Tennessee Gov. Bill Haslam said Thursday that he won't run for the U.S. Senate seat being opened with the retirement of fellow Republican Bob Corker.
"While I have loved being a mayor and a governor, I don't feel the same call to run for Senate at this point," Haslam said in a statement. "At the end of my term, I will have been in public office for 15 years. I feel like I can be most helpful in my next service as a private citizen."
Given his vast personal wealth and popularity, Haslam would have given other Republicans contenders pause had he decided to run. Others interested in a Senate race include U.S. Rep. Marsha Blackburn, former Rep. Stephen Fincher and state Sen. Mark Green.
Haslam can't run for governor again next year because of term limits. He told reporters last week that he had been hoping that Corker, a close family friend, would run for the Senate again, and didn't seriously consider mounting his own bid until he heard otherwise.
Haslam is former Knoxville mayor who was first elected to governor in 2010. His decision follows the news this week that a major stake in the family owned Pilot Flying J chain of truck stops is being sold to Warren Buffett's company. Pilot is one of the country's largest privately owned companies with annual revenues of $20 billion.
"I've loved being governor, there's no secret there," Haslam said after Corker's retirement announcement. "And being in the United States Senate is not something that I've long dreamed about and thought about. Having said that, I do think it's really important who serves."
Haslam had said he would weigh several factors, including whether he is prepared to make the move from being the head of the executive branch in Tennessee to running for a legislative seat in the federal government. He would also consider the stresses that a move to Washington could put on his family, and whether he is ready to commit to running for at least two six-year terms, he said.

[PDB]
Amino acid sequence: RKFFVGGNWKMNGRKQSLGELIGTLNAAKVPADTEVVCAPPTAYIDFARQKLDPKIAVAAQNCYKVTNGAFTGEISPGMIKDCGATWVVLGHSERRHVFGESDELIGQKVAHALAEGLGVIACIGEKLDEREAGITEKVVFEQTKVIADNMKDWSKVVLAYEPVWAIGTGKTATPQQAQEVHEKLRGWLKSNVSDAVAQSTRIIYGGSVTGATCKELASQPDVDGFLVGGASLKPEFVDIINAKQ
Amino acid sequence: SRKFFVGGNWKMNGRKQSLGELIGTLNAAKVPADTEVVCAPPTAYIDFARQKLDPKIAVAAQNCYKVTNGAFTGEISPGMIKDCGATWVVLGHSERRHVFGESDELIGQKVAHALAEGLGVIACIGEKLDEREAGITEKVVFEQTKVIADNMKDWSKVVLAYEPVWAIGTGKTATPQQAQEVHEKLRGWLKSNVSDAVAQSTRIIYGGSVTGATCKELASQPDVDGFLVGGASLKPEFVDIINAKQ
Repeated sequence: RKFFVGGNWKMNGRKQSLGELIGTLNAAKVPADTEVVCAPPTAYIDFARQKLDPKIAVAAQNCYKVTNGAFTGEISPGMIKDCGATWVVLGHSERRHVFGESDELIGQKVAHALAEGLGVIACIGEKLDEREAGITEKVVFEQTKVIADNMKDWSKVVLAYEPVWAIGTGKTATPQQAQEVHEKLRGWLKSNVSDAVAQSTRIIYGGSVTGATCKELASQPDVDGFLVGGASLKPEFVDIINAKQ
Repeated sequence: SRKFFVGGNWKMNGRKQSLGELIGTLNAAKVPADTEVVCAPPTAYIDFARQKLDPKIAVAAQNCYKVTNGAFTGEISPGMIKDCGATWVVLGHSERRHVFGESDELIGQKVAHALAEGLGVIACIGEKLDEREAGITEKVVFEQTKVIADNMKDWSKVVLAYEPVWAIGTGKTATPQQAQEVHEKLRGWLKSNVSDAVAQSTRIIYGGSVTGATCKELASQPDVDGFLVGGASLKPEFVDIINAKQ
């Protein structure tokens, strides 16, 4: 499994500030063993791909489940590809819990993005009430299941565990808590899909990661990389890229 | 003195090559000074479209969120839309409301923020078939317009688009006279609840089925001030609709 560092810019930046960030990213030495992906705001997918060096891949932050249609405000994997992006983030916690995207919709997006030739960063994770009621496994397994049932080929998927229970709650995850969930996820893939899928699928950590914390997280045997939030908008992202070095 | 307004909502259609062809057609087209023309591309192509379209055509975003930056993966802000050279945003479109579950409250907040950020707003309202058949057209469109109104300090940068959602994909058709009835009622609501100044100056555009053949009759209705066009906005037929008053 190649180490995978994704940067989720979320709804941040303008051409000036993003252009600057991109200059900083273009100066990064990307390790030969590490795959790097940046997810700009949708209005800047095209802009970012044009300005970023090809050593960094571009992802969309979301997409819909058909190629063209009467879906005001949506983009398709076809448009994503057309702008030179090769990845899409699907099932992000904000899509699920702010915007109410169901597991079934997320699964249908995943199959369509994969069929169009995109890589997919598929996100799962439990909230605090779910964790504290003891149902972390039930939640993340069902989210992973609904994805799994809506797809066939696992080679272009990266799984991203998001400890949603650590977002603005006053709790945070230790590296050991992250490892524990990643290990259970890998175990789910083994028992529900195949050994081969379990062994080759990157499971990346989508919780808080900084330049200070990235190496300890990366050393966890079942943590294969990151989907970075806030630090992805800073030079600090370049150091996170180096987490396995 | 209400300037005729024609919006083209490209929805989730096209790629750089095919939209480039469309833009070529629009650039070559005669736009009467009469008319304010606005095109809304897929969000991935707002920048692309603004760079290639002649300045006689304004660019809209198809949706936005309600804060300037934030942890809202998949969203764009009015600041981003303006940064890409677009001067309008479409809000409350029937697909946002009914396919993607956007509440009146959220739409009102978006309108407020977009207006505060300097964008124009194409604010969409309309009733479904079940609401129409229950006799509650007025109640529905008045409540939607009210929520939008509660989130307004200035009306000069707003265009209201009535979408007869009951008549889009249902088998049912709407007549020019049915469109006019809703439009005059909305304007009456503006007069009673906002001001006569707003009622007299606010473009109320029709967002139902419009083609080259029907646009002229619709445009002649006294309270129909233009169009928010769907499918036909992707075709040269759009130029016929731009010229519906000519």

And then there is the question about whether he wants to plunge into the hyper-partisanship that surrounds Congress.
"The country really wants to see some progress made in Washington, and there's a sense of frustration about people who just want to come in and argue the politics of it," he said. "I think that's why everybody looks at Washington and says we're not getting anything done."
Haslam is reviled by some Republicans in the state for calling on Donald Trump to step aside as the party's nominee last year after the release of a videotape in which Trump boasted about groping women. But the governor said he's become accustomed to political attacks and wasn't concerned about being targeted by former Trump adviser Steve Bannon and other groups if he decides to run.
Haslam also has noted that he remains close friends with Vice President Mike Pence and several members of the Trump administration.